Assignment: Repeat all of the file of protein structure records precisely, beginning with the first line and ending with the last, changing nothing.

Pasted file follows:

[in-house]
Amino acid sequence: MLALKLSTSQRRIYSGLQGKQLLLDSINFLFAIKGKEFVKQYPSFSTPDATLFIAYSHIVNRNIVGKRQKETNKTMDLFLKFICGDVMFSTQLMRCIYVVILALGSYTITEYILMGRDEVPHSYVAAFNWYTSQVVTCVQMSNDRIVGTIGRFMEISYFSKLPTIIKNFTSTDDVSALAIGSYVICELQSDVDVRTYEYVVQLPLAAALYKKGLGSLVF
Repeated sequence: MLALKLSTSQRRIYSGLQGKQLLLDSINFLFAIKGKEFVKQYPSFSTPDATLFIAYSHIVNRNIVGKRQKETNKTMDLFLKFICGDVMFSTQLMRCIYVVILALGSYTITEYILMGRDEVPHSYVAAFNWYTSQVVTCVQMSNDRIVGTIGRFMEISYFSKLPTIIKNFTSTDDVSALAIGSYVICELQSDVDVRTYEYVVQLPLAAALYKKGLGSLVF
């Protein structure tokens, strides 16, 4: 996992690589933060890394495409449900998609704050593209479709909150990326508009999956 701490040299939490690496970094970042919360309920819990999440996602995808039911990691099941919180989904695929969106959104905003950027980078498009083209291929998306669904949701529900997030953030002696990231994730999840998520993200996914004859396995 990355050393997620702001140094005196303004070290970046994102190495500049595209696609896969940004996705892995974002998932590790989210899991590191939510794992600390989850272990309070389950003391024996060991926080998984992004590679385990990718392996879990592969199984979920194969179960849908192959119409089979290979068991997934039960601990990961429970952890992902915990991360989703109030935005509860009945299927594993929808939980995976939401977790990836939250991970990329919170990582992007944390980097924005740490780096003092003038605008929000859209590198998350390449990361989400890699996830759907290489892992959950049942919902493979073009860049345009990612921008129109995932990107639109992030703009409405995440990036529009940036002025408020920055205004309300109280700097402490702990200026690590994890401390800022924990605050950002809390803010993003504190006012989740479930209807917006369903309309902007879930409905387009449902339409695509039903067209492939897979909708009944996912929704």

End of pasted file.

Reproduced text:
[in-house]
Amino acid sequence: MLALKLSTSQRRIYSGLQGKQLLLDSINFLFAIKGKEFVKQYPSFSTPDATLFIAYSHIVNRNIVGKRQKETNKTMDLFLKFICGDVMFSTQLMRCIYVVILALGSYTITEYILMGRDEVPHSYVAAFNWYTSQVVTCVQMSNDRIVGTIGRFMEISYFSKLPTIIKNFTSTDDVSALAIGSYVICELQSDVDVRTYEYVVQLPLAAALYKKGLGSLVF
Repeated sequence: MLALKLSTSQRRIYSGLQGKQLLLDSINFLFAIKGKEFVKQYPSFSTPDATLFIAYSHIVNRNIVGKRQKETNKTMDLFLKFICGDVMFSTQLMRCIYVVILALGSYTITEYILMGRDEVPHSYVAAFNWYTSQVVTCVQMSNDRIVGTIGRFMEISYFSKLPTIIKNFTSTDDVSALAIGSYVICELQSDVDVRTYEYVVQLPLAAALYKKGLGSLVF
């Protein structure tokens, strides 16, 4: 996992690589933060890394495409449900998609704050593209479709909150990326508009999956 701490040299939490690496970094970042919360309920819990999440996602995808039911990691099941919180989904695929969106959104905003950027980078498009083209291929998306669904949701529900997030953030002696990231994730999840998520993200996914004859396995 990355050393997620702001140094005196303004070290970046994102190495500049595209696609896969940004996705892995974002998932590790989210899991590191939510794992600390989850272990309070389950003391024996060991926080998984992004590679385990990718392996879990592969199984979920194969179960849908192959119409089979290979068991997934039960601990990961429970952890992902915990991360989703109030935005509860009945299927594993929808939980995976939401977790990836939250991970990329919170990582992007944390980097924005740490780096003092003038605008929000859209590198998350390449990361989400890699996830759907290489892992959950049942919902493979073009860049345009990612921008129109995932990107639109992030703009409405995440990036529009940036002025408020920055205004309300109280700097402490702990200026690590994890401390800022924990605050950002809390803010993003504190006012989740479930209807917006369903309309902007879930409905387009449902339409695509039903067209492939897979909708009944996912929704």